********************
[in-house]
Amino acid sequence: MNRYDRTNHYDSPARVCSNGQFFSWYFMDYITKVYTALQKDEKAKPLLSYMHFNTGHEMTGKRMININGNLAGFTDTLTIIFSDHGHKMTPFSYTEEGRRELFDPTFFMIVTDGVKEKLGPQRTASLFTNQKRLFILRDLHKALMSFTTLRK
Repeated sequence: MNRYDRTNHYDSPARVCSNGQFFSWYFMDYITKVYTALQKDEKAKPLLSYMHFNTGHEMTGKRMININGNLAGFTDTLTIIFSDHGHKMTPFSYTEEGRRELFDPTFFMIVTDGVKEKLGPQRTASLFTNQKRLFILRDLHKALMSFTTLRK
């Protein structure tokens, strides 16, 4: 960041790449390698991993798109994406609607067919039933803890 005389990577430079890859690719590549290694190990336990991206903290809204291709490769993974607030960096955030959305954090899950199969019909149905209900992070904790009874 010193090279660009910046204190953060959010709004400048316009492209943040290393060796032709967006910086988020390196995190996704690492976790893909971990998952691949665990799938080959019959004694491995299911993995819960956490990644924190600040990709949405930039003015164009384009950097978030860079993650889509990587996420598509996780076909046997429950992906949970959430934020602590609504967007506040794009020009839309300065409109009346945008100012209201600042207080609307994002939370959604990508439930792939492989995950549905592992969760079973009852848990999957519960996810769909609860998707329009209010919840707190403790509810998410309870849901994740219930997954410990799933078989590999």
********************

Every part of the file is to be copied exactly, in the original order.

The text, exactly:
[in-house]
Amino acid sequence: MNRYDRTNHYDSPARVCSNGQFFSWYFMDYITKVYTALQKDEKAKPLLSYMHFNTGHEMTGKRMININGNLAGFTDTLTIIFSDHGHKMTPFSYTEEGRRELFDPTFFMIVTDGVKEKLGPQRTASLFTNQKRLFILRDLHKALMSFTTLRK
Repeated sequence: MNRYDRTNHYDSPARVCSNGQFFSWYFMDYITKVYTALQKDEKAKPLLSYMHFNTGHEMTGKRMININGNLAGFTDTLTIIFSDHGHKMTPFSYTEEGRRELFDPTFFMIVTDGVKEKLGPQRTASLFTNQKRLFILRDLHKALMSFTTLRK
């Protein structure tokens, strides 16, 4: 960041790449390698991993798109994406609607067919039933803890 005389990577430079890859690719590549290694190990336990991206903290809204291709490769993974607030960096955030959305954090899950199969019909149905209900992070904790009874 010193090279660009910046204190953060959010709004400048316009492209943040290393060796032709967006910086988020390196995190996704690492976790893909971990998952691949665990799938080959019959004694491995299911993995819960956490990644924190600040990709949405930039003015164009384009950097978030860079993650889509990587996420598509996780076909046997429950992906949970959430934020602590609504967007506040794009020009839309300065409109009346945008100012209201600042207080609307994002939370959604990508439930792939492989995950549905592992969760079973009852848990999957519960996810769909609860998707329009209010919840707190403790509810998410309870849901994740219930997954410990799933078989590999």